I am indebted to God for the support of my family; I am in fact a reflection of my extended family, my village folk and my surrounding in the work place, the social, cultural values I inherited. They are there in the pages of poetry.
ASC: Renowned intellectual A.P.J. Abdul Kalam once said, “Teaching is a very noble profession that shapes the character, caliber, and future of an individual. If the people remember me as a good teacher, that will be the biggest honour for me.” How do you find it in your journey as a Professor of English at Patna, also known as Patliputra, an ancient city on the bank of the Ganges in Bihar?
CLK: Abnish, I am a teacher by choice and not by chance. I made this prediction when I was a student of B.A. (Hons) and never appeared for any other examination for job. I have maintained a deep engagement with my students even at personal level; and I enjoy a good rapport with them.
Patna, a city on the bank of the Ganges, is one of oldest inhabited places in the world. It has been associated with Buddhism and Jainism and was known by different names in different ages like Kusumpur, Azimabad, Patligram and Patliputra. You can have a peep into its journey in my poem “Paean to Patliputra”: “I desperately look for/ Patal of Patligram/ Kushum of Kushumpur/ in the jaundiced jungle of concrete/ a horde of love birds pecking in the eyes of the sun/ writing a new discipline of development and decay.”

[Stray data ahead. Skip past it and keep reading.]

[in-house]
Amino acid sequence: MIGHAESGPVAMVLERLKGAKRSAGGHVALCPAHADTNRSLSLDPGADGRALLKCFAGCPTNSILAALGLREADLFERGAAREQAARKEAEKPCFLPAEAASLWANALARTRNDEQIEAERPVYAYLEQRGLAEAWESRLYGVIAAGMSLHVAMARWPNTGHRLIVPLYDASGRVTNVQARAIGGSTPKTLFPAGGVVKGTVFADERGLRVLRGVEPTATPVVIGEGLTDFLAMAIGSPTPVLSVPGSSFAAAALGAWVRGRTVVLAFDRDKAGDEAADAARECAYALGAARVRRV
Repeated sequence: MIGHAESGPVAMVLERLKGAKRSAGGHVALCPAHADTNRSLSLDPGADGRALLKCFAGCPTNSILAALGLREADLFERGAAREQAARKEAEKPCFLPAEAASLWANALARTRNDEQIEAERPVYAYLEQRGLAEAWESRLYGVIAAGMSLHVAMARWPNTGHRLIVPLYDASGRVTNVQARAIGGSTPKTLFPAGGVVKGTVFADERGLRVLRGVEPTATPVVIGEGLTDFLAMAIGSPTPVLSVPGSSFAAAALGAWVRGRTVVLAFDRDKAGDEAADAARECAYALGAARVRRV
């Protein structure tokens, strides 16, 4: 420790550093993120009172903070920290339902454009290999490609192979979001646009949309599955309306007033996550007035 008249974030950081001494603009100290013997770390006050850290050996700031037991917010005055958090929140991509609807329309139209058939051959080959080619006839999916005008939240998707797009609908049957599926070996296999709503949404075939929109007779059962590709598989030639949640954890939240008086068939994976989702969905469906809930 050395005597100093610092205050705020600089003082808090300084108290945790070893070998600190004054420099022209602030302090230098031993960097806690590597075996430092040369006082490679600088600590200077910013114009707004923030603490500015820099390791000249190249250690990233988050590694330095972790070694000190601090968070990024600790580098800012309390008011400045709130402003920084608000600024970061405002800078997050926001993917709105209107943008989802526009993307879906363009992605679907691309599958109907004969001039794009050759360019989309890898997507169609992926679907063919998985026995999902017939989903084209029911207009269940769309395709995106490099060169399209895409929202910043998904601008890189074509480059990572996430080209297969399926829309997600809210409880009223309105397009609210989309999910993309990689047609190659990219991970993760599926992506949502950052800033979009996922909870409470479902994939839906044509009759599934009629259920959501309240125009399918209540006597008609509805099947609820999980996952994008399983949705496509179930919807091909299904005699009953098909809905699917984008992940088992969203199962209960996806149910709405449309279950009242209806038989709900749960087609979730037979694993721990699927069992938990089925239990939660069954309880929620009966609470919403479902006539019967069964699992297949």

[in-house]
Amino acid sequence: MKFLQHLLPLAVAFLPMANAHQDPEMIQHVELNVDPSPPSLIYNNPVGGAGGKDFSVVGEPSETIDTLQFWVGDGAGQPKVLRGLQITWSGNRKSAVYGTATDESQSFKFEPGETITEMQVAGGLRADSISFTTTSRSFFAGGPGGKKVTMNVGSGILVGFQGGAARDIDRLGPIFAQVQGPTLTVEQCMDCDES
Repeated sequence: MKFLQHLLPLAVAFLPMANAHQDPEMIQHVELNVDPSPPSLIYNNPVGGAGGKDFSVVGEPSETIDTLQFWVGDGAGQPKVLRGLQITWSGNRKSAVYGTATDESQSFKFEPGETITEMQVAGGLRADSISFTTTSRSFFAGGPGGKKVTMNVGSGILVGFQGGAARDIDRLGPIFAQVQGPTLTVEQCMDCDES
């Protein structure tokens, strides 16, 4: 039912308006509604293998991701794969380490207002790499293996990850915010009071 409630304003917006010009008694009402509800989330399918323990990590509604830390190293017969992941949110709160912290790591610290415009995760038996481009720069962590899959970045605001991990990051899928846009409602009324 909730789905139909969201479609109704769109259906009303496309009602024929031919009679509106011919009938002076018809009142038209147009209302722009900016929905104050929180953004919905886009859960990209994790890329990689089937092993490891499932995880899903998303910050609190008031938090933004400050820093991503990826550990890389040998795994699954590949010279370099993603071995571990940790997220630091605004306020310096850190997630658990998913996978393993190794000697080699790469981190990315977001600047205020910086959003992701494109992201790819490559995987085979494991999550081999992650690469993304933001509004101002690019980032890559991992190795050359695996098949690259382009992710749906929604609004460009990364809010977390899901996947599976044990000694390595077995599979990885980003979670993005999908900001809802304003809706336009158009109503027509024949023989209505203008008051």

ASC: You have contributively spent a lot of time in teaching profession. What changes do you find in teaching-learning environment, particularly in material education and moral empowerment, at this time?
CLK: Very relevant question. You know earlier teaching-learning process was class, book and teacher centered. Teachers were virtually sacrosanct; their words were taken in without a pinch of salt. Now, teachers are more facilitators and just one of the sources of knowledge and information. The whole lot of online teaching materials through Google, online classes— SWAYAM, SWAYAM Prabha, YouTube channels etc. are easily accessible to students. So their dependence on teachers have gone down and at the same time it has posed greater challenge to the teachers to perform in the class-room or perish as the students are no more innocent, ignorant captive listeners.
We are not in the age of moral empowerment, rather moral degradation and hankering for material education. This issue has figured in my poems also. For example read my poem ‘Deluge of Development’: “God save the country/ from deluge of development/ epidemic of synthetic microbes./ Summon the Noah.” So the liberal education and our age old value system have lost their sheen.
ASC: How do you turn to poetry, mainly in English? Can you say a bit about your poetic journey and other contributions in the field of literature?